Think, for example, of Nigeria. Under the efforts by the Energy Charter Treaty Secretariat to silently expand the treaty toward Africa, Asia, and Latin America and the Caribbean, persuading developing countries to join the outdated treaty, Nigeria started the process of joining the agreement. With the largest oil and gas reserves in sub-Saharan Africa, Nigeria is struggling to move away from its petroleum addiction. Nigerian political and economic elites in power have perhaps not yet realized that Africa’s future is not in oil, but in renewables, and may be considering joining under the illusion that treaty membership would help the country to attract foreign investment—including from EU investors—in its petroleum sector. It would not. Worse, upon Nigeria’s eventual addition to the treaty, foreign investors from treaty members in Nigeria’s petroleum industry would benefit from old-generation treaty protections tending to make the country’s low-carbon transition difficult and expensive as a result of dispute threats and cases. With big EU players withdrawing, joining the treaty would become less attractive and more difficult for the Nigerian government to justify.

Withdrawal from the treaty is permitted and takes effect one year after Portugal—the custodian of the treaty (formally called “depositary”)—receives the withdrawal notification. Energy investments made by EU investors in other treaty member states or by investors from treaty members in the EU would no longer be protected by the treaty once the withdrawal takes effect. New investors would not have access to the treaty’s dispute settlement mechanism to protect their post-withdrawal investments, significantly reducing the risk of cases against EU member states.

However, under the treaty’s so-called sunset or survival clause, for 20 years after EU member states officially withdraw from the treaty, it would continue to apply to existing EU investments in other treaty member states, and to existing investments made by other members’ investors in the EU.

The absurdity of the sunset clause cannot be stressed enough: for the two decades, a time that is crucial for the global energy transition and that nearly overlaps with the EU’s 2050 climate neutrality timeline, Energy Charter Treaty members would still be able to challenge and seek compensation for climate policies of the EU and its member states, and existing EU investments abroad would still be able to challenge policies of non-EU treaty members. In addition, if the remaining members reform the treaty after the EU’s withdrawal, for better or worse, any amendments would not apply to EU member states, since they would never have signed or ratified such amendments; withdrawal would therefore mean the survival, for the EU, of the unreformed treaty.

While withdrawing, EU member states could attempt to negotiate out of the sunset clause but would be subjected to it unless all other treaty members agree to relieve them from the application of the clause.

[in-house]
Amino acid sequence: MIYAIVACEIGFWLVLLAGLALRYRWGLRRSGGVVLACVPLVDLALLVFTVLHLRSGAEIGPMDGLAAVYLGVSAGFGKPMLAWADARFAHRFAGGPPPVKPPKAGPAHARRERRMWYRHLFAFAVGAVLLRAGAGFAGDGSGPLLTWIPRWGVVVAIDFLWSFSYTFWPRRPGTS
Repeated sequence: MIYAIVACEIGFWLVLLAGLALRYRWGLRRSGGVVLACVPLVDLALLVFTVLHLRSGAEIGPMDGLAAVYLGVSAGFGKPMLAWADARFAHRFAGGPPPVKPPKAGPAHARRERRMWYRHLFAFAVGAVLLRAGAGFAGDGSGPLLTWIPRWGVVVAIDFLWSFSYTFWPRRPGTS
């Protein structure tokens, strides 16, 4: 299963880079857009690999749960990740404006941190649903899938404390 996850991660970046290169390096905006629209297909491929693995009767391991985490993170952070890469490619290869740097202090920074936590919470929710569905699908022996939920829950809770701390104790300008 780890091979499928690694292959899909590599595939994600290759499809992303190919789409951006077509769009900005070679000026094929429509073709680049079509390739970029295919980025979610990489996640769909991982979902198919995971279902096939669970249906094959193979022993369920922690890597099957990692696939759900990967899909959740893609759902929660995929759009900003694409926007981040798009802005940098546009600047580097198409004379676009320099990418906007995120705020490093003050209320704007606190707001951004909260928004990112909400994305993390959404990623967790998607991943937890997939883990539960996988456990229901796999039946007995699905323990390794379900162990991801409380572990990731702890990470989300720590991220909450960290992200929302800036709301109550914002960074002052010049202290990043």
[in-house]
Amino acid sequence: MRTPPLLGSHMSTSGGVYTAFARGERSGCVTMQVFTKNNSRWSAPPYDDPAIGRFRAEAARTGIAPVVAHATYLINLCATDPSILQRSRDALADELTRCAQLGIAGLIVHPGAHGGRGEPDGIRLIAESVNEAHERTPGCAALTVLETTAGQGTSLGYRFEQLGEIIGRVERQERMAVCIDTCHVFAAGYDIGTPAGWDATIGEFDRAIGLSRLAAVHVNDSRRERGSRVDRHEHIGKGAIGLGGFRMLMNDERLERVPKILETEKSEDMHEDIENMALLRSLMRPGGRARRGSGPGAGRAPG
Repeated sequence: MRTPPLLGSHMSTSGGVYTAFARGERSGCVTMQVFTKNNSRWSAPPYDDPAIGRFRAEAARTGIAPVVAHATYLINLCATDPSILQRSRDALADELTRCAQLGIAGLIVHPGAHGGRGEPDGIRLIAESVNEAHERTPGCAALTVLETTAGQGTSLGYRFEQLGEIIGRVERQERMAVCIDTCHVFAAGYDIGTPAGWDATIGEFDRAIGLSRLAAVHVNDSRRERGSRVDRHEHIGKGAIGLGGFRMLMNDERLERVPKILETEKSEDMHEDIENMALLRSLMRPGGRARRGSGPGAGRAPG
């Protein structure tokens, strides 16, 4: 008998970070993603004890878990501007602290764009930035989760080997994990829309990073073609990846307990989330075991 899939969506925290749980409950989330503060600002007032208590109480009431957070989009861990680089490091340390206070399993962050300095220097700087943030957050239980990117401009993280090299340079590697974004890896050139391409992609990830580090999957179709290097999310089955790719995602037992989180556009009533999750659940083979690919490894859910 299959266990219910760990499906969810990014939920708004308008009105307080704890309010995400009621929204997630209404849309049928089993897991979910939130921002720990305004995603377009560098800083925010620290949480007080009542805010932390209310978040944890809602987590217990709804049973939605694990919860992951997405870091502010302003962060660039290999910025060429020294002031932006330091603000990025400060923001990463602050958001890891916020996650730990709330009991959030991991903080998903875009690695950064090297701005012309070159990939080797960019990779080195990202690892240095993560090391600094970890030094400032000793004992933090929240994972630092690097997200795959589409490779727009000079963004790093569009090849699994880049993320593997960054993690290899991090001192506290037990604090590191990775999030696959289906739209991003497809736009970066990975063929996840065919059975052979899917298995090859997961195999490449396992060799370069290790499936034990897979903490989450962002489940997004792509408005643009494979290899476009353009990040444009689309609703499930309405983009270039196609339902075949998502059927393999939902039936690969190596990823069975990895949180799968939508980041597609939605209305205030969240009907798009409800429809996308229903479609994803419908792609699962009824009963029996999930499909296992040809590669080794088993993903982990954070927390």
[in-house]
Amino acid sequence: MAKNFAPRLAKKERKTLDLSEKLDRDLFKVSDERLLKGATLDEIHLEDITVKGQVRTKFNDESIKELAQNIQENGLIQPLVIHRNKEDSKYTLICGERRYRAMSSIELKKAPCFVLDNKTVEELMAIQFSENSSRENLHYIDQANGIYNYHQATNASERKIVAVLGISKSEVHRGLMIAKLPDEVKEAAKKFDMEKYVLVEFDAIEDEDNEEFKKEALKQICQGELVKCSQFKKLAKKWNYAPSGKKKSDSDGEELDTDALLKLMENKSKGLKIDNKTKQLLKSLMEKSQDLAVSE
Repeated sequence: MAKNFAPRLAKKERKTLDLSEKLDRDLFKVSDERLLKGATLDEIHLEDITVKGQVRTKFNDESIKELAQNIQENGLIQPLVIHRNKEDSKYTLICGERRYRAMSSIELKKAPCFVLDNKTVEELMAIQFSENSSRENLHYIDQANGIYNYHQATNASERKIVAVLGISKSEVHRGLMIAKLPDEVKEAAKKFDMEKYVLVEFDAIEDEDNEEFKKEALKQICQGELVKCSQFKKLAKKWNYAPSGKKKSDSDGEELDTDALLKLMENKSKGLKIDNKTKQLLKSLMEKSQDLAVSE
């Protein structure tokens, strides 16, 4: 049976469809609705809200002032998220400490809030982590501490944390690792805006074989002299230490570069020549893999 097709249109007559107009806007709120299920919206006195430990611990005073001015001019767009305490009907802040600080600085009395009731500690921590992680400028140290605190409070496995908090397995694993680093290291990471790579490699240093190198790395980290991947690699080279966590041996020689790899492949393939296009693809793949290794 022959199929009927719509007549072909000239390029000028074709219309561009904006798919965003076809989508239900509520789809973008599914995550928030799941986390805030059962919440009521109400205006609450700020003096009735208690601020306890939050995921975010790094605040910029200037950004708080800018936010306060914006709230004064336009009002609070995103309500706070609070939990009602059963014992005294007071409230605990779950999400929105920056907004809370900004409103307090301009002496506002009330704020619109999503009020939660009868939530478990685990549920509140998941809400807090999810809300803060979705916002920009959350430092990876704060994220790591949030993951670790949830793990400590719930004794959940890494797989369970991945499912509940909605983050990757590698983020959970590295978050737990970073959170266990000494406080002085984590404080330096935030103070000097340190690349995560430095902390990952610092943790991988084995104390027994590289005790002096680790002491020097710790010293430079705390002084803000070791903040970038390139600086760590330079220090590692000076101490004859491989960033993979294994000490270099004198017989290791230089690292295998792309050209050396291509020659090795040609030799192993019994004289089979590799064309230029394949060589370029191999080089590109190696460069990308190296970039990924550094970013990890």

But the situation would be different between withdrawing EU member states. In jointly withdrawing, they could conclude an inter se agreement to neutralize the effect of the treaty’s survival clause between themselves. The agreement would prohibit the initiation of Energy Charter Treaty–based disputes initiated by an investor from an EU member state against another EU member state. Considering that these intra-EU disputes account for 80 of the treaty’s 135 cases initiated to date, the possibility of an EU withdrawal combined with an inter se agreement neutralizing the survival clause could substantially reduce the risks posed by Energy Charter Treaty–based arbitration to climate action. If joined by non-EU withdrawing states, the agreement would have an even greater positive impact.

Should the EU kill it?

Given the Energy Charter Treaty’s risks for and negative impacts on climate policy and public budgets, its unfitness for the purpose of attracting sustainable, climate-friendly foreign investment, and its negative perception by civil society, the EU should work to bring its partners on board with the idea of termination. The EU’s current efforts to renegotiate the treaty—with low likelihood of a successful outcome—would be more valuable if employed to terminate it.

If, for example, Japan’s addiction to coal is what is fueling its opposition to climate-friendly reform of the treaty, the EU could give its trade and investment negotiators a break and bring in energy policy experts to make the case against fossil fuel addiction. It makes not only environmental and climate sense to transition out of coal, oil, and gas, and to stop protecting them under international investment law, but also economic sense. The EU knows it, and it would be in everyone’s interest for the EU to share it with Energy Charter Treaty partners.

Absent a termination provision in the treaty, terminating it requires “consent of all the parties after consultation with the other contracting states.” Since ultimately termination, like amendment, is not within the control of the EU, the Union’s next-best strategy would be to withdraw from the treaty and neutralize the survival clause through an inter se agreement, which non-EU withdrawing states should be welcome to join.

That said, the great advantage of termination would be for negotiating partners to start from a clean slate, asking first the fundamental question: how can international law help our countries to phase out fossil fuel investments, ramp up low-carbon energy investment, and promote a just transition, in line with the Paris Agreement and the Sustainable Development Goal target to “ensure universal access to affordable, reliable, and modern energy services” by 2030? The substantive provisions of the model Treaty on Sustainable Investment for Climate Change Mitigation and Adaptation, the idea of a Framework Convention on Investment and Sustainable Development, and other academic insights here and there offer some answers. Spoiler alert: old-generation investment protections, and mechanisms to settle disputes between foreign investors and host states, whether in arbitration or by international judges, are not the answer.

Martin Dietrich Brauch (LL.M.) is senior legal and economics researcher with the Columbia Center on Sustainable Investment (CCSI). He would like to thank Lisa Sachs, Lise Johnson, and Perrine Toledano for reviewing and providing helpful comments on drafts of this piece. Original version published by blogdroiteuropéen.